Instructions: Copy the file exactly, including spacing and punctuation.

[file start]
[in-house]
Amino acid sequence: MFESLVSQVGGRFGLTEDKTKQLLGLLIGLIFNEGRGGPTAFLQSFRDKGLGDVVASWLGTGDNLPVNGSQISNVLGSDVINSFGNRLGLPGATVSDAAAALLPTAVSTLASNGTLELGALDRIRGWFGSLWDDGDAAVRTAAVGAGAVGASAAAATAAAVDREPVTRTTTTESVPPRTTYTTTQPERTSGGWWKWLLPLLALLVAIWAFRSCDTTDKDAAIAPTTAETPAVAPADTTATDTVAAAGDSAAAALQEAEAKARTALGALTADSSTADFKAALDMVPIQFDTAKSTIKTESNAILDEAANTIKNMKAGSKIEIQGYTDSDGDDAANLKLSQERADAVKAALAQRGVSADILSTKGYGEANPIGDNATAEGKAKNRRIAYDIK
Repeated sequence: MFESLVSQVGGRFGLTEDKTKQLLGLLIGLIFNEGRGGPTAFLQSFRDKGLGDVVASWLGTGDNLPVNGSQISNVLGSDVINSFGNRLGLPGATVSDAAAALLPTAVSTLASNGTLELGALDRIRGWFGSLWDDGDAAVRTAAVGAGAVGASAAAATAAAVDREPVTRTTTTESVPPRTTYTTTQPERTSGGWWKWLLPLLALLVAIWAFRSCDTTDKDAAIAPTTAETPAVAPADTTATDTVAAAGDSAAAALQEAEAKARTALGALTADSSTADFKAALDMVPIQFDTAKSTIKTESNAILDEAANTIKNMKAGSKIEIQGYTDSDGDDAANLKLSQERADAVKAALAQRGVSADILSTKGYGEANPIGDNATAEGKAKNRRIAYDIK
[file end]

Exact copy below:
[in-house]
Amino acid sequence: MFESLVSQVGGRFGLTEDKTKQLLGLLIGLIFNEGRGGPTAFLQSFRDKGLGDVVASWLGTGDNLPVNGSQISNVLGSDVINSFGNRLGLPGATVSDAAAALLPTAVSTLASNGTLELGALDRIRGWFGSLWDDGDAAVRTAAVGAGAVGASAAAATAAAVDREPVTRTTTTESVPPRTTYTTTQPERTSGGWWKWLLPLLALLVAIWAFRSCDTTDKDAAIAPTTAETPAVAPADTTATDTVAAAGDSAAAALQEAEAKARTALGALTADSSTADFKAALDMVPIQFDTAKSTIKTESNAILDEAANTIKNMKAGSKIEIQGYTDSDGDDAANLKLSQERADAVKAALAQRGVSADILSTKGYGEANPIGDNATAEGKAKNRRIAYDIK
Repeated sequence: MFESLVSQVGGRFGLTEDKTKQLLGLLIGLIFNEGRGGPTAFLQSFRDKGLGDVVASWLGTGDNLPVNGSQISNVLGSDVINSFGNRLGLPGATVSDAAAALLPTAVSTLASNGTLELGALDRIRGWFGSLWDDGDAAVRTAAVGAGAVGASAAAATAAAVDREPVTRTTTTESVPPRTTYTTTQPERTSGGWWKWLLPLLALLVAIWAFRSCDTTDKDAAIAPTTAETPAVAPADTTATDTVAAAGDSAAAALQEAEAKARTALGALTADSSTADFKAALDMVPIQFDTAKSTIKTESNAILDEAANTIKNMKAGSKIEIQGYTDSDGDDAANLKLSQERADAVKAALAQRGVSADILSTKGYGEANPIGDNATAEGKAKNRRIAYDIK